Designed by British architect Norman Foster, the colorfully lit HSBC Main Building was the most expensive structure of its kind to build (almost US$1 billion) when it was completed in the mid-80s. It attracts visiting architects the world over for its innovative external structure, rather than a central core. Internal walls are removable, allowing for office reconfiguration. The interior is mostly an atrium with escalators, instead of elevators, acting as the primary carriers of building traffic. (Lisa Lubin)
Victoria Harbor sits between the Kowloon Peninsula and Hong Kong Island and is one of the world's busiest and most impressive natural harbors. The spectacular backdrop of Hong Kong Island's stunning skyline and the countless container vessels, junks, sampans and pleasure craft gliding around the harbor create an exciting view. (Lisa Lubin)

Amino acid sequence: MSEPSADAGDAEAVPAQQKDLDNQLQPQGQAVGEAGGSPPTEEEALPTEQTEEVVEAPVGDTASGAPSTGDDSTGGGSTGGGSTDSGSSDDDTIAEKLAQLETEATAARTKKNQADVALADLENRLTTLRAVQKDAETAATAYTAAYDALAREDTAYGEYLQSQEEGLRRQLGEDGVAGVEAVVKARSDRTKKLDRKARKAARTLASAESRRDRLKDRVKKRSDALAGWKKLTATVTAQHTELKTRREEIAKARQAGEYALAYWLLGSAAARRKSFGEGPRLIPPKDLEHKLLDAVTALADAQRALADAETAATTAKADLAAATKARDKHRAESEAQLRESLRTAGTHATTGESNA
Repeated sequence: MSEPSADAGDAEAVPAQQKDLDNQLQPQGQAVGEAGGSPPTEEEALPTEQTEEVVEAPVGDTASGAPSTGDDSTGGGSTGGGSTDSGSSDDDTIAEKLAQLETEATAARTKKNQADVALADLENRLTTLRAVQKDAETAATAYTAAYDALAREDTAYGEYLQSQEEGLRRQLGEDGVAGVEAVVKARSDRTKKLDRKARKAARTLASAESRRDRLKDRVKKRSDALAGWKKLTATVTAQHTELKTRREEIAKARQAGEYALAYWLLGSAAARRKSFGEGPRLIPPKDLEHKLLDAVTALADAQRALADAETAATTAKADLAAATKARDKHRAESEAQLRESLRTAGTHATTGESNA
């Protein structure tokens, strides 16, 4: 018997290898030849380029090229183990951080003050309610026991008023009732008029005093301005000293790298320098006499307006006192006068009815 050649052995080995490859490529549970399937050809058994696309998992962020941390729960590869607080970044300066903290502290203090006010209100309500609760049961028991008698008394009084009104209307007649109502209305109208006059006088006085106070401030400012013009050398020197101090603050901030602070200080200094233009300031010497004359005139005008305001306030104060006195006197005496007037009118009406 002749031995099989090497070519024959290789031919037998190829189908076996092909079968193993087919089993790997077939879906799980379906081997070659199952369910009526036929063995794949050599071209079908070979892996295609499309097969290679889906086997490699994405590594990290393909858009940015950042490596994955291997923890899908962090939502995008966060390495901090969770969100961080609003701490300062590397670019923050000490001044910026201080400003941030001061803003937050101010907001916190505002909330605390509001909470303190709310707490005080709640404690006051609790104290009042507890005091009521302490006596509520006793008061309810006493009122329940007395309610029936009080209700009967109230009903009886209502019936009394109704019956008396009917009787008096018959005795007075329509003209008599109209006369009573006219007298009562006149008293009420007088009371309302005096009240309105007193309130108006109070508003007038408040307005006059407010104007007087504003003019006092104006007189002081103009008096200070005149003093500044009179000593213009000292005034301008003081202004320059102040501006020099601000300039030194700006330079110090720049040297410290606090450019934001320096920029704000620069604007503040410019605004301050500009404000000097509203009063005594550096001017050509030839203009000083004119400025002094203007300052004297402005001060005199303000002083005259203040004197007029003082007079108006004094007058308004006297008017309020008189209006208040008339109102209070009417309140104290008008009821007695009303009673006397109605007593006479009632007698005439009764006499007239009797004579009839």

While Buddhism and Taoism are Hong Kong’s most popular religions, tolerance for the customs and traditions of all religions and ethnic groups is part of the city's cosmopolitan philosophy. There are more than 400 Buddhist temples in Hong Kong and these smoky shrines are laden with incense and offerings of fruit and flowers. The temples are busy every day of the year, with devotees giving offerings to the gods in exchange for luck, health and wealth. These large spirals hanging from the ceiling in this temple are incense burners, which are lit at the end by worshippers. They burn for weeks, and the smoke supposedly carries the prayers and wishes up to the gods. (Lisa Lubin)
At 1,820 feet, Victoria Peak is the highest mountain on Hong Kong Island. With some seven million visitors every year, the Peak has two major shopping centers and offers spectacular views over central Hong Kong, the Harbor and the surrounding islands. (Lisa Lubin)